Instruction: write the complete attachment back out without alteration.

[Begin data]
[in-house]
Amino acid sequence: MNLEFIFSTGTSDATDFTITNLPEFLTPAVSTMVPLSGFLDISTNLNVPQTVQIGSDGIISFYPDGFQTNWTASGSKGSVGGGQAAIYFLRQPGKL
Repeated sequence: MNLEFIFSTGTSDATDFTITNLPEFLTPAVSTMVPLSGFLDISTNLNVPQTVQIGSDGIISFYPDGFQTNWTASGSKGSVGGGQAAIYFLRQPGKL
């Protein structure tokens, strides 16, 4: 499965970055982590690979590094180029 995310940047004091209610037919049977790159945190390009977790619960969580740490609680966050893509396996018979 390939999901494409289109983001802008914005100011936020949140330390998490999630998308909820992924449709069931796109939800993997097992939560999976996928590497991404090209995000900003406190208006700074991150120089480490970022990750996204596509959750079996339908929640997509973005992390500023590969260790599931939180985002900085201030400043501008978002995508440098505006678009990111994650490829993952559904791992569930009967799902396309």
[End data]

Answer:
[in-house]
Amino acid sequence: MNLEFIFSTGTSDATDFTITNLPEFLTPAVSTMVPLSGFLDISTNLNVPQTVQIGSDGIISFYPDGFQTNWTASGSKGSVGGGQAAIYFLRQPGKL
Repeated sequence: MNLEFIFSTGTSDATDFTITNLPEFLTPAVSTMVPLSGFLDISTNLNVPQTVQIGSDGIISFYPDGFQTNWTASGSKGSVGGGQAAIYFLRQPGKL
């Protein structure tokens, strides 16, 4: 499965970055982590690979590094180029 995310940047004091209610037919049977790159945190390009977790619960969580740490609680966050893509396996018979 390939999901494409289109983001802008914005100011936020949140330390998490999630998308909820992924449709069931796109939800993997097992939560999976996928590497991404090209995000900003406190208006700074991150120089480490970022990750996204596509959750079996339908929640997509973005992390500023590969260790599931939180985002900085201030400043501008978002995508440098505006678009990111994650490829993952559904791992569930009967799902396309």